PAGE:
excerpts from

Three Years
on the
Nowhere Road

The Dickey River People

After working in the shake mill for a couple or three months, Mitch decided at some point that it was time for a change of scenery and joined the Dickey River People as a tree-planter. They were a loosely-organized group of young long-haired men and women under contract with the Forest Service to plant Douglass Fir seedlings (several inches tall) on rough clear-cut slopes along the Dickey River north of Forks. It was grueling "stoop-labor," on very rough ground choked with stumps and treacherous logging debris known as "slash," probably because it was easy to slash open a leg or worse on the spear-like shards if you stumbled and fell into a pile of it.

Tree planters worked under miserable winter conditions, often in cold rain or sleet, for long hours each day. Like loggers they never wore rain gear but worked soaking wet in woolen long johns. They camped out on the land where they were working, a fortunate few in hand-built cedar campers on pickup trucks, but most of them in tents-- although I met two hardy young men who simply threw some visqueen over a bush each night and crawled under it.

It was a hard, unforgiving life. You had to be young and fit and disciplined enough to plant several hundred trees each day-- day in and day out. You carried a big sack of seedlings over your shoulder and used an ancient digging tool known as a hoedad. You drove the blade of the hoedad into the ground, used it as a lever to widen the hole, dropped in a seedling, then "heeled it in."

Once a tract was planted, the group would land another contract, pull up stakes and move gypsy-fashion to the new area. They were wilderness junkies, addicted to a life as far from the city as possible. In the spring, many of them would use the money they had earned to travel to Alaska where they would spend the summer camping in beautiful remote places. Then they would be back in the autumn, set for another winter of grueling work with their tree-sacks and hoedads. After joining them, Mitch lasted about three weeks. Later he would join a gyppo logging outfit as a choker-setter which, while far more strenuous and dangerous, he preferred to the miserable drudgery of tree planting.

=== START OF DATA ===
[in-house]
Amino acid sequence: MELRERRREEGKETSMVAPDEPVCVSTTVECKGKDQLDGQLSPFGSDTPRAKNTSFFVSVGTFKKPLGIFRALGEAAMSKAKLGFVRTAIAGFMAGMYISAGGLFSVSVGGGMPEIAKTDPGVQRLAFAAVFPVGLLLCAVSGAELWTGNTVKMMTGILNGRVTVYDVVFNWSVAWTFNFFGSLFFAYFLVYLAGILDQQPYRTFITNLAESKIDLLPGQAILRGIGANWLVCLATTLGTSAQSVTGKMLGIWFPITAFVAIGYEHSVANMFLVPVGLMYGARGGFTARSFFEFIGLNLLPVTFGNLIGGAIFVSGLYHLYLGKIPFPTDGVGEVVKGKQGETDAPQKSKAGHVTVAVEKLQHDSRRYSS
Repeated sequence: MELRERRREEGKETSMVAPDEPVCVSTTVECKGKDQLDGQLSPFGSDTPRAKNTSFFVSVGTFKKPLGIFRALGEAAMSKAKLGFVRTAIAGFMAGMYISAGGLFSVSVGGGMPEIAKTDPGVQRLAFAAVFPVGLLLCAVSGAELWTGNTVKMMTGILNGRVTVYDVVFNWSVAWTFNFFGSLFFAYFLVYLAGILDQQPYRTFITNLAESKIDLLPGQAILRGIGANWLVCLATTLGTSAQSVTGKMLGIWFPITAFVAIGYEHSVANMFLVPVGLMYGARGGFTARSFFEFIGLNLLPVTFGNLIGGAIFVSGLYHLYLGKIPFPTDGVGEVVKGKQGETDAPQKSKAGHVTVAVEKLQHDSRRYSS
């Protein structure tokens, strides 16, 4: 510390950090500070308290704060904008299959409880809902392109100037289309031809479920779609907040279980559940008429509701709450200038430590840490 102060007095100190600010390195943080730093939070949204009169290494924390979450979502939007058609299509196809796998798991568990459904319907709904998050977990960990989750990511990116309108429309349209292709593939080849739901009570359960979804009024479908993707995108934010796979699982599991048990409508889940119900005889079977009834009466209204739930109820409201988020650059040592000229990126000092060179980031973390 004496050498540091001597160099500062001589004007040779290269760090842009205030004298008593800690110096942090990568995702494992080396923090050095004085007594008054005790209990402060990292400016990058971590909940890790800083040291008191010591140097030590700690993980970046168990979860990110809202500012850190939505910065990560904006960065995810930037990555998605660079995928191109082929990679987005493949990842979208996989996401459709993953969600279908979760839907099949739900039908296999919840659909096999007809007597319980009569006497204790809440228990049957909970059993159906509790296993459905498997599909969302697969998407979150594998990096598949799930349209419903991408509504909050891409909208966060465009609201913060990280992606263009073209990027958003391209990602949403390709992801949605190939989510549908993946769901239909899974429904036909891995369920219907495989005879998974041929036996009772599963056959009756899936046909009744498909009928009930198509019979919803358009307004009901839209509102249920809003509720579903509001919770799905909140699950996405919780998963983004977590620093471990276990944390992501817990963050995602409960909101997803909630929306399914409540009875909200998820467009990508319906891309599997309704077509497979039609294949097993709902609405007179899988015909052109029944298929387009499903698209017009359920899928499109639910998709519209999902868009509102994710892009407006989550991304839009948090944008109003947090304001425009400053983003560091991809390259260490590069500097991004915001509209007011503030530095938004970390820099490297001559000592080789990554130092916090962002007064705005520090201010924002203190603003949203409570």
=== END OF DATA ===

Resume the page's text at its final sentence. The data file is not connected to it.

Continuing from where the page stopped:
More excerpts from
Three Years on the Nowhere Road
~ ~ ~ ~ ~ ~ ~

Off to the wilderness

A bus from the Twilight Zone

I am picked up, then dumped

On a dark, deserted highway,
the kindness of a stranger

My first ride in a logging truck

Forks, logging capitol of the world

To a camp on the Calawah

Job Interview

Up before dawn, a logger’s breakfast

My first day at the mill

A dip in the river

Working deck at the mill,
and I almost lose a hand

To a new camp, further downriver

Robert Lee:
the old logger who lived in a box

The Dickey River People

When a barrel stove becomes a cannon

Alone at last

At the outfitters

On Christmas Day, I am flooded out

At the mill, I am promoted to splitter

Encounter with a sasquatch?

A scene out of Dr. Zhivago

I settle in for a solitary winter

Hanshan, the mad hermit poet

Hiking the coastline with a tomcat

A night on a seastack

I join an encampment of friends
on a tributary of the Hoh

Calling at the country estate
of Robert Lee, Esq.

Visiting around the Peninsula
in Robert Lee's 2-gear sedan

A visit to a Makah family on Neah Bay

These opening chapters represent
about 20% of the entire book,
which I hope to release
later this winter.

BJ Omanson
Nov 2021